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Antidepressants for children: Explore the pros and consBy Mayo Clinic staff
Original Article: http://www.mayoclinic.com/health/antidepressants/MH00059
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Antidepressants for children: Explore the pros and cons
Learn why antidepressants have warnings about suicidal thinking in children, what to do before your child starts taking an antidepressant and the warning signs of a potential problem.By Mayo Clinic staff
Antidepressant medications are often an effective way to treat depression and other mental disorders in children and adolescents. However, antidepressants do pose a risk of harmful side effects and complications. In fact, antidepressants are required to carry strong warnings about their possible link to suicidal behavior in children, adolescents and young adults ages 18 to 24.
You may be alarmed about the suicide warnings. But before you panic or refuse to allow your child to be treated with antidepressants, get the facts. Learn what the warnings mean, signs of trouble and other treatment options. This will help you make an informed decision about your child's health.
Why do antidepressants have warnings about suicidal behavior in children?
The Food and Drug Administration (FDA) says that an extensive analysis of clinical trials showed that antidepressants may cause or worsen suicidal thinking or behavior in children and adolescents. The analysis showed that children taking antidepressants had about a 4 percent chance of developing suicidal thoughts or behavior, compared with only a 2 percent chance in children taking a sugar pill (placebo).
None of the children in any of the studies actually took his or her own life. Still, the FDA considered the findings so disturbing that it issued a public health advisory and began requiring manufacturers to label antidepressants with strong warnings about the link to suicide in children. The FDA later broadened its warning to include young adults up to age 25.
However, not all mental health researchers believe these warnings are necessary. Some studies have reported opposite results — that suicide rates in children decrease when they take antidepressants.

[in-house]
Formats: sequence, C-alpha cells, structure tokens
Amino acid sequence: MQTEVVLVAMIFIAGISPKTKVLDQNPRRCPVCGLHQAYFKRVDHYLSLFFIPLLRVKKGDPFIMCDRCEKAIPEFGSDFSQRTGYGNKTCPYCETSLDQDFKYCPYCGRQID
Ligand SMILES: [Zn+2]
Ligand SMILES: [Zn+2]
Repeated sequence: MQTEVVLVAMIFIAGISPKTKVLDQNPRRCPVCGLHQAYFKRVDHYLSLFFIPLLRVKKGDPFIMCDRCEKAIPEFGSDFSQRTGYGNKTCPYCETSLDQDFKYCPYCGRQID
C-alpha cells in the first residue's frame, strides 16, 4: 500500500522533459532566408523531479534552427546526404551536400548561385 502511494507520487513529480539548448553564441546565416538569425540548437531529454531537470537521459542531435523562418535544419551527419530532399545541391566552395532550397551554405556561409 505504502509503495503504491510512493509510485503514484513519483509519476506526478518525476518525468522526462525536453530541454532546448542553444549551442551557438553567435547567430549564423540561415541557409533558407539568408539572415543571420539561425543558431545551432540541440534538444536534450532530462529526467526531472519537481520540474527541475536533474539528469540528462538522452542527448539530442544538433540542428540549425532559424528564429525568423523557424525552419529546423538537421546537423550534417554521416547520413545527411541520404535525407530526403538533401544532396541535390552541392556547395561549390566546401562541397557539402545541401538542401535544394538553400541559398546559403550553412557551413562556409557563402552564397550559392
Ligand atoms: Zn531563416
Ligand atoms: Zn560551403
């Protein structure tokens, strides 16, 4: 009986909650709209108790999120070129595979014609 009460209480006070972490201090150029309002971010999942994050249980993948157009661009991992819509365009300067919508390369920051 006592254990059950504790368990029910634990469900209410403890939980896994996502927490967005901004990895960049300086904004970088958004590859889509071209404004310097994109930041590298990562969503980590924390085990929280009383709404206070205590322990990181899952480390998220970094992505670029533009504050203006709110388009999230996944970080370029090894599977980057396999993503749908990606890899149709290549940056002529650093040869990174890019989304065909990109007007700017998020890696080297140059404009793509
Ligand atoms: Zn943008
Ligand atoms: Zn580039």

Should children not be treated with antidepressants at all?
Not necessarily. The warnings about a possible link between antidepressants and suicidal thoughts don't mean that antidepressants can't be used to treat children. Nor are the warnings meant to frighten people away from antidepressants. However, the antidepressant warnings should be taken as a caution to carefully weigh the pros and cons of using these medications in youngsters.
For many children and adolescents, antidepressants are an effective way to treat depression, obsessive-compulsive disorder or other mental health conditions. If these conditions aren't treated effectively, your child may not be able to lead a happy, fulfilled life or do normal, everyday activities. In addition, suicide is a possible complication of depression if it isn't treated.
Which antidepressants must have the warnings about suicide?
Although the FDA analysis examined only nine antidepressants, the agency's concern was great enough to extend the warning to all prescription antidepressants. This warning is known as a "black box" warning. This is the strongest safety warning that the FDA can issue about a prescription medication. The warning is printed in bold type framed in a black border at the top of the paper inserts that come with antidepressants. Antidepressants also come with a medication guide that advises parents and caregivers about risks and precautions.